It’s a national park so Moose wasn’t allowed to play with the kiddos away from the road or parking lots, but he dutifully watched over his people as they built snow forts and played until they were too cold to play any more.

That is, of course, when he wasn’t posing majestically for photos.

We also embarked on a few short hikes including one up to Wraith Falls.

img_2021As was only right, there were more snowy shenanigans along the way. It was a nice short hike and because it’s rather popular, the snow was packed down so the hiking wasn’t hard.

img_2031Of course the waterfall was mostly frozen and dimly lit snuggled into a little fold in the hills as it was, but it was rewarding nonetheless.

And when you’re 8 and tired halfway through the hike…

img_2038Dad is always there to help you polar bear slide down the hillside safely.

Now it’s worthwhile to share that I was not super comfortable with the wintry mountain driving in our compact front-wheel drive car. True, we put new snow tires on before the trip and true we had everything we possibly could need to survive should — worst case scenario — we get stuck overnight in a ditch somewhere, but while the road through the Lamar Valley isn’t bad, there are slick spots and icy runs. For a fair bit of the time I was kind of a hot mess about it even though I did a decent job of just being quiet and letting Mr. Knitting Sarah focus on the roads Thankfully among his many talents he’s an excellent winter driver.

No moment was more harrowing for me, however, than a certain bison traffic jam.

I admit this doesn’t look bad, but there were moments when these behemoths were surrounding our car at which point I just put my head in my shawl and stopped looking. Logically I know these bison were not a threat, but a couple years ago I witnessed one get cranky with an unsuspecting Chevy Malibu in front of us in the Black Hills and take a swing with his horns at the car’s quarter panel. To this day, close proximity to these guys reminds me of that and kind of makes me squirm in my seat. Eventually they crossed the 2-lane bridge farther down the road and we got around them without incident.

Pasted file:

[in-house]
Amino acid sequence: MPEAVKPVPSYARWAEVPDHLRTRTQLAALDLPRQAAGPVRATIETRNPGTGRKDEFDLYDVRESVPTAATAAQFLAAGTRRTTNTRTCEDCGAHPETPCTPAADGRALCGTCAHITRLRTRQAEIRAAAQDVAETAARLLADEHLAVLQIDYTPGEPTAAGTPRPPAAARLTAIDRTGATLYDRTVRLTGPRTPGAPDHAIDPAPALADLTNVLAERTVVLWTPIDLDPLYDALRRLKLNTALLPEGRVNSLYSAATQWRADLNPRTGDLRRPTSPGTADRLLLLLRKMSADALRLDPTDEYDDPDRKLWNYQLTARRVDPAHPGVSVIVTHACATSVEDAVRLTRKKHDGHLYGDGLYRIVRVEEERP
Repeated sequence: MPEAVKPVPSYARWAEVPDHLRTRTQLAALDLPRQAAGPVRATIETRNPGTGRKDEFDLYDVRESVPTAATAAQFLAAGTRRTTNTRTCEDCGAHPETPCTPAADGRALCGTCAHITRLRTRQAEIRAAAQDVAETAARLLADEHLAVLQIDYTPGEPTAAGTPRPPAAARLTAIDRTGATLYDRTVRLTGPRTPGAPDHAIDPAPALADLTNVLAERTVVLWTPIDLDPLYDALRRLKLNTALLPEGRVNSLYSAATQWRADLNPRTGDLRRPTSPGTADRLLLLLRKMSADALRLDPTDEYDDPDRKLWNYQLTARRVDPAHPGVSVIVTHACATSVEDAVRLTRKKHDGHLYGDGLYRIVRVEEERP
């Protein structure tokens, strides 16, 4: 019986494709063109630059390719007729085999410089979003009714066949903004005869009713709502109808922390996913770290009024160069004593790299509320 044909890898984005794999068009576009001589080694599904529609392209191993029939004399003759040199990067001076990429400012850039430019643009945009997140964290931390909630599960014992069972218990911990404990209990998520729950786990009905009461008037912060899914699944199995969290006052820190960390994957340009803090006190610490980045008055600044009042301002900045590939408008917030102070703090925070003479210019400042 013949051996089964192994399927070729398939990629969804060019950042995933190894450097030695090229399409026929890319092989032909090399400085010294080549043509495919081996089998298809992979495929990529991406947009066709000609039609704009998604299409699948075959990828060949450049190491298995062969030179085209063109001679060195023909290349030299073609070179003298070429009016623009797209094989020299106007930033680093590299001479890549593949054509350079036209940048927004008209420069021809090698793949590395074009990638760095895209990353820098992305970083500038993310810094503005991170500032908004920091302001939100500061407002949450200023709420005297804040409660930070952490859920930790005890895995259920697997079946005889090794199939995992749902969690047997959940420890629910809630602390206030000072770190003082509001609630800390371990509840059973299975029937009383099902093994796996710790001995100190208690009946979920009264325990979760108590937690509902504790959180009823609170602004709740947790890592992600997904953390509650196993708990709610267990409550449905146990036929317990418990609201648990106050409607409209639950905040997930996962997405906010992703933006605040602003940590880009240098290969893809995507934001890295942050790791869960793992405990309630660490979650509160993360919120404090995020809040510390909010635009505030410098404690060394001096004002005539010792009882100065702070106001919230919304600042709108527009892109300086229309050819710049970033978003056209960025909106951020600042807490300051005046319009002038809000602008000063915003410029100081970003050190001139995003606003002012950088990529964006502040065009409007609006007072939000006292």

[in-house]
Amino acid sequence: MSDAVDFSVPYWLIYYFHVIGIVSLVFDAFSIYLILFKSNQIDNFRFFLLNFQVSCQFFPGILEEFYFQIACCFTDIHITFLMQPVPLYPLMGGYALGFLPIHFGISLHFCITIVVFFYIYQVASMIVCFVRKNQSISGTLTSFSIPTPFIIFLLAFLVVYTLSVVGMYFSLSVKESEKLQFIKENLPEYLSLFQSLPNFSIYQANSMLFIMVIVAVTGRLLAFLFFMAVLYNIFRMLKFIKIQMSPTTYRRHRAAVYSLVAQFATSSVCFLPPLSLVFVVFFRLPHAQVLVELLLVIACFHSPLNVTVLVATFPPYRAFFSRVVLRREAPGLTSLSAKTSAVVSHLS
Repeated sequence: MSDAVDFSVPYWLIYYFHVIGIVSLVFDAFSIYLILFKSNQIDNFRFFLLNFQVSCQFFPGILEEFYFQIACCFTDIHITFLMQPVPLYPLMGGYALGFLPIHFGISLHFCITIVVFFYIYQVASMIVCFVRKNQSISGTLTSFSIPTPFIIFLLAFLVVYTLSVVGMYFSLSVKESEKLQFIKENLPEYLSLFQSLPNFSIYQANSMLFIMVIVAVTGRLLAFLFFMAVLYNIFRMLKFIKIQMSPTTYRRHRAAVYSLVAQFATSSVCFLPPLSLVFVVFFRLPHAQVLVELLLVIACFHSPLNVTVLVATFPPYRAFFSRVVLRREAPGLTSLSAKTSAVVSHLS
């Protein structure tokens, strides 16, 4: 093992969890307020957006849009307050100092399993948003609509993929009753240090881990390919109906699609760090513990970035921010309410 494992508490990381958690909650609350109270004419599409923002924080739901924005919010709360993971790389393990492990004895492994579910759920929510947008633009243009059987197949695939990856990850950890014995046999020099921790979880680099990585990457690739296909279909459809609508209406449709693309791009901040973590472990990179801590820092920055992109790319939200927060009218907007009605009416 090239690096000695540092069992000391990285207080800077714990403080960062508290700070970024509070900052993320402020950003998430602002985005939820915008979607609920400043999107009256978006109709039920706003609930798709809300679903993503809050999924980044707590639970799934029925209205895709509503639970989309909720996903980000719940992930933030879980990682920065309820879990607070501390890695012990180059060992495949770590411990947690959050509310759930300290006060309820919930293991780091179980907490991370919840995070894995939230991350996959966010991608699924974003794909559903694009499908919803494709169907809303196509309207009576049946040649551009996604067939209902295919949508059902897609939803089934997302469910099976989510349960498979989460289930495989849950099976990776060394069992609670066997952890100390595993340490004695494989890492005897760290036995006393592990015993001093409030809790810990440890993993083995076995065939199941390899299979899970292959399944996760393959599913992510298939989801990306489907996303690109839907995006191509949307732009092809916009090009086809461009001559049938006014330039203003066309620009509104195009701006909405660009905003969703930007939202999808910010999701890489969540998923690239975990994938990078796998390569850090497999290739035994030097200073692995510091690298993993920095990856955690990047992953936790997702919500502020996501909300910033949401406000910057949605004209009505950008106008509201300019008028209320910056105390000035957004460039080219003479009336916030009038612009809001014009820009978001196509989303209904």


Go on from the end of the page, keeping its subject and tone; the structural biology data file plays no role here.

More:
We romped a bit more and then grabbed an early dinner so the kids could enjoy some pool time back at the hotel. As chief Moose-sitter during the kids’ pool time, I was able to do some spinning (Mr. Knitting Sarah volunteered to supervise the kids — he’d planned that out, too). As we wrapped up our time in Yellowstone I managed to finish half of my roving from Wolf Ridge Icelandics (on the left) as well as singles from a small 2.20z batt from Classy Squid Fiber Co.

img_2160-2I had a number of spinning options because this being my first trip with my wheel I’d packed way too much, but when I finished half of my Icelandic roving and knew I couldn’t finish the other half before it was time to pack up again, I selected this batt called “Japanese Garden.” It was small enough that I knew I could finish the singles before it was time to go so it seemed like a perfect little addition to my vacation crafting. I divided it in half and then created roughly 3″ wide strips just to make it easier to handle. My daughter was totally enamored with them and had a blast petting and handing them to me was I whipped through them. For me, I tried to embrace instead of fight the textural qualities of the batt. In the past, I’ve tried to treat batts like top and worked to eliminate the slubs, but after watching Amanda’s spins on Instagram (she’s the lady behind Classy Squid Fiber Co) I really wanted to let these unique fibers sing. More on those results soon…